“Turkey has also demanded Israel lift the siege,” on Gaza, Haaretz reported, citing Radikal, “but is prepared to drop that demand.” The reports of secret talks are not new. Similar reports had surfaced of talks in Geneva and Cairo. Turkish-Israeli reconciliation has, at least for a while, been an important item on the US foreign policy agenda in the Middle East, until few months ago when the US elections pushed everything else to the backseat.
But despite fiery rhetoric, the signs of a thawing conflict are obvious. Writing in Al-Ahram Weekly on Jan. 16, Galal Nassar attributed that Tel Aviv is working “its idiosyncratic ways to patch up what it regarded as a passing storm cloud in its relations with its friend, and perhaps strategic ally.” Turkey responded in kind in its decision “to lift its veto against Israeli participation in non-military activities in NATO.”
Leaked news of a political settlement are not the only headlines related to this topic. There is also the matter of military and economic cooperation, which are even more common. According to FlightGlobal.com, reporting on Feb. 21, the Israeli government has agreed to the delivery of electronic support measures equipment “to be installed on the Turkish air force’s new Boeing 737 airborne early warning and control (AEW&C) system aircraft.”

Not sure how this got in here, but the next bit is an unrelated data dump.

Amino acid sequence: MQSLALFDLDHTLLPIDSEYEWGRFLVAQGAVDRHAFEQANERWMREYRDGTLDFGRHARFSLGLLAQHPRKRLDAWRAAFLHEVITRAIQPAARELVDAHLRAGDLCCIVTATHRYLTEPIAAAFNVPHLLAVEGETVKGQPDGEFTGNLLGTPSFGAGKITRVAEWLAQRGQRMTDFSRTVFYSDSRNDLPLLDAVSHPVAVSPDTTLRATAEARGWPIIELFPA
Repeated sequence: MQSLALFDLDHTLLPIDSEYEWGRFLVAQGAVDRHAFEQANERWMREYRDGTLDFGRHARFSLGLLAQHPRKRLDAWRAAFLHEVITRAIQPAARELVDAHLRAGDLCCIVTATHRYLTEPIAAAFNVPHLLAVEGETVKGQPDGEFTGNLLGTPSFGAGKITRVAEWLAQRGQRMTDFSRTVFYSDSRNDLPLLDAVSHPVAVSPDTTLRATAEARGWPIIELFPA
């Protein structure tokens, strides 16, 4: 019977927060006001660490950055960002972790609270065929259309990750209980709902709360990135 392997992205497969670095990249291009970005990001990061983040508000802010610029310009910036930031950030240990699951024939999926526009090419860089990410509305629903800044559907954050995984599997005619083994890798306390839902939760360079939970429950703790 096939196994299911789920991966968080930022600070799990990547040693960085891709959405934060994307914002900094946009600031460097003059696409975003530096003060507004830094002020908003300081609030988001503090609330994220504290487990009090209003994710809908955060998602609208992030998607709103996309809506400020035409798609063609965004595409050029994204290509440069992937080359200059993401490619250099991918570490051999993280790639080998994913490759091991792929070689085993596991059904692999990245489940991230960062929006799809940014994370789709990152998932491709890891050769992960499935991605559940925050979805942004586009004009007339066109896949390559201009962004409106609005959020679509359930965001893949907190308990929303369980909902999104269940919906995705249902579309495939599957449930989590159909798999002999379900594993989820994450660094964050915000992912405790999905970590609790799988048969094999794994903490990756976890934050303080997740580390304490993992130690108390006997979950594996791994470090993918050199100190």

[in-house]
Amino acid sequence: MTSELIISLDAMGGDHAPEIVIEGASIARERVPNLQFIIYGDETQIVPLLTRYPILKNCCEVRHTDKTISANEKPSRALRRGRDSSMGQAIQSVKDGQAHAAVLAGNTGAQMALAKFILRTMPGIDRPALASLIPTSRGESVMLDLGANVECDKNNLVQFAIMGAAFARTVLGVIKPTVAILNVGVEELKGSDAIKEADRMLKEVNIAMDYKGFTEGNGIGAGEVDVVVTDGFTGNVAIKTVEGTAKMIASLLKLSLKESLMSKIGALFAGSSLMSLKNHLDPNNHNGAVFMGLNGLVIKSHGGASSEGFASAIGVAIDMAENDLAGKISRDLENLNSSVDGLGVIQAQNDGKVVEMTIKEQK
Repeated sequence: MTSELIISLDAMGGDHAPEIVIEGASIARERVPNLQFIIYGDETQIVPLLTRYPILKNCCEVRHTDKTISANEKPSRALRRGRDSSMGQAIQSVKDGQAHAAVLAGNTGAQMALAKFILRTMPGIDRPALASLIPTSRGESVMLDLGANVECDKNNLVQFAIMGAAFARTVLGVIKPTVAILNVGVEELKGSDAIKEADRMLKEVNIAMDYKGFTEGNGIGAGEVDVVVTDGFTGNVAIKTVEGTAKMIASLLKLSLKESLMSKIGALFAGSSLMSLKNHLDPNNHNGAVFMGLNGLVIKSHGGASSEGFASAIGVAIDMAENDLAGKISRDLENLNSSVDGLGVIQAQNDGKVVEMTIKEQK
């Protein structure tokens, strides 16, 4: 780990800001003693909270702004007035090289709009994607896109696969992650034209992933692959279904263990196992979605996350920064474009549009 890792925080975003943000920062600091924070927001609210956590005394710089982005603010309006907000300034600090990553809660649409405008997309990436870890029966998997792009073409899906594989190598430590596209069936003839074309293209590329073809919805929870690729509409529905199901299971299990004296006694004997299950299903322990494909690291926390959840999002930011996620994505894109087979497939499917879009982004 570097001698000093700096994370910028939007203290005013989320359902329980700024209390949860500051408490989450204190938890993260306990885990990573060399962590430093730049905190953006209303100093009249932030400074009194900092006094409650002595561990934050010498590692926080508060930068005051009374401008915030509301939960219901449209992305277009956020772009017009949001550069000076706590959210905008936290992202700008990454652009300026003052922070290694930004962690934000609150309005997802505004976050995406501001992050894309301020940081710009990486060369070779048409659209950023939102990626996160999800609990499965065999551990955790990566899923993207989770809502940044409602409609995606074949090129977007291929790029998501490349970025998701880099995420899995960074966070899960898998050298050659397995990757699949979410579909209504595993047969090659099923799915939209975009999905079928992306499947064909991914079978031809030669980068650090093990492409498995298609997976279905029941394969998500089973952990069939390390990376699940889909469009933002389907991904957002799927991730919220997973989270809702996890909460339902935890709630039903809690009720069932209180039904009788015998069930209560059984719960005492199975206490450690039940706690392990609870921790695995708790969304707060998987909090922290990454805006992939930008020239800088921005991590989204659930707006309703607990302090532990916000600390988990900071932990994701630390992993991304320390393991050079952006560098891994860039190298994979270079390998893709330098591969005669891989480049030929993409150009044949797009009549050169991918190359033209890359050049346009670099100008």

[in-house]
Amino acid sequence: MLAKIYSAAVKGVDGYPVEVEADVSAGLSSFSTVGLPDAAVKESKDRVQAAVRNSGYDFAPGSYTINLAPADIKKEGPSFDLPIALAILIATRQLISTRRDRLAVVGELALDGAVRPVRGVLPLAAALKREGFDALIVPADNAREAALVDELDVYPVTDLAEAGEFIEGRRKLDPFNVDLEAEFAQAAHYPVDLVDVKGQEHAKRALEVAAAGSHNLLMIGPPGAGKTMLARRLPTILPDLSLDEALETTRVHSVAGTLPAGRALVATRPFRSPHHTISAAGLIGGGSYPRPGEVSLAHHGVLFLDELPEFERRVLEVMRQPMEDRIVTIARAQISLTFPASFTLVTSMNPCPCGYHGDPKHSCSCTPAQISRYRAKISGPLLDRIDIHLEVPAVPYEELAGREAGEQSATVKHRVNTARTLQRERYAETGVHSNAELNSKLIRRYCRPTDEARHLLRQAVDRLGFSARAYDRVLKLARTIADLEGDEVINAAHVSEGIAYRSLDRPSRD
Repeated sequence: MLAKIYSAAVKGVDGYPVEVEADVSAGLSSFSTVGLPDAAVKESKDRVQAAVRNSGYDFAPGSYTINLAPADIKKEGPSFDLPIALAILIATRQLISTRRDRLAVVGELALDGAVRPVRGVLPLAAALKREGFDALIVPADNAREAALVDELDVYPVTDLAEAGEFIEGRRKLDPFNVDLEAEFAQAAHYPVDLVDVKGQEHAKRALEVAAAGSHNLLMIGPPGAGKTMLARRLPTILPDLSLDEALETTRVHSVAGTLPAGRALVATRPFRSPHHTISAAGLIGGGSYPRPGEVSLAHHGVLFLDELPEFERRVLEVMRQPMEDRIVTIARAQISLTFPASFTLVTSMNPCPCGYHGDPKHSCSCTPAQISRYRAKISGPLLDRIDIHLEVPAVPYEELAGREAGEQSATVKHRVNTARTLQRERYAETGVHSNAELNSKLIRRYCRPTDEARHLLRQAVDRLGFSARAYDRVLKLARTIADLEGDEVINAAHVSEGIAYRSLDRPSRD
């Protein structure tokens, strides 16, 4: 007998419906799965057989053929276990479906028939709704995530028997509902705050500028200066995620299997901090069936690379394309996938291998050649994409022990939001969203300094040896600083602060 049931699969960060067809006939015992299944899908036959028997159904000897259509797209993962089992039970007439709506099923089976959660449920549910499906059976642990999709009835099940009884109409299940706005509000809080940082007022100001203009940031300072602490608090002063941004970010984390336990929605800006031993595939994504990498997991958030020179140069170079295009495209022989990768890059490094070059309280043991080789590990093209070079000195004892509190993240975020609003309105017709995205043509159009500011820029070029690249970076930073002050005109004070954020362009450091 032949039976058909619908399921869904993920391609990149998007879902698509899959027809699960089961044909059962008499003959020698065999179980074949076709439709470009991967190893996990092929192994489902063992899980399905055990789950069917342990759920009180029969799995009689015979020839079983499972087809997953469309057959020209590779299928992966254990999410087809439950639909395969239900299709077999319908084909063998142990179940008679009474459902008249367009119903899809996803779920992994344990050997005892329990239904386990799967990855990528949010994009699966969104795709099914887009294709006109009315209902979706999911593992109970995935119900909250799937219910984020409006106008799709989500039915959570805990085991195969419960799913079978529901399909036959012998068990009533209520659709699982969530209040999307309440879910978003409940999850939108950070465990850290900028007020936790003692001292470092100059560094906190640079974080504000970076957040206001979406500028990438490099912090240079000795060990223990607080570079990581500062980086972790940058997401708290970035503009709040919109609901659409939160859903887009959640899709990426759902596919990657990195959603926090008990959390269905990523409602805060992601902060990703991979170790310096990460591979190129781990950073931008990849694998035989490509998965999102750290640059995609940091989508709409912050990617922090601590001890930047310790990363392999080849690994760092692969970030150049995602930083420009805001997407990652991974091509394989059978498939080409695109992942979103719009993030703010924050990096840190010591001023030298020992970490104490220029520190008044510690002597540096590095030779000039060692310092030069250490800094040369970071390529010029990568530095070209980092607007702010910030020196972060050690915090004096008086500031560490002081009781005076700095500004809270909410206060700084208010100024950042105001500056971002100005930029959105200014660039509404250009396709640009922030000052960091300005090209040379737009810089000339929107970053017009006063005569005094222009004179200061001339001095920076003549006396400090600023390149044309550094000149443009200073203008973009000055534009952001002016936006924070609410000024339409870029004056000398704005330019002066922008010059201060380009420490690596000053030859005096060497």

Meanwhile, a large Turkish conglomerate Zorlu Group “has been working in recent months to convince the Israeli government and the Leviathan gas field partners to approve energy exports to Turkey,” The Marker has learned, as reported in Haaretz on Feb. 14. This is only the tip of the iceberg. If these reports are even partially credible, Turkish-Israeli relations are being carefully, but decidedly repaired. This stands in contrast with declared Turkish foreign policy and the many passionate statements by Turkish Prime Minister Recep Tayyip Erdogan and other leading Turkish politicians. Following a Nov. 16 Friday prayer, The New York Times reported from Istanbul that Erdogan denied any talks between his country and Israel regarding resolving a crisis instigated by another Israeli assault on Gaza. He went even further, “We do not have any connections in terms of dialogue with Israel,” he reportedly said. At a parliamentary meeting few days later, he described Israel’s conduct in Gaza as “ethnic cleansing.”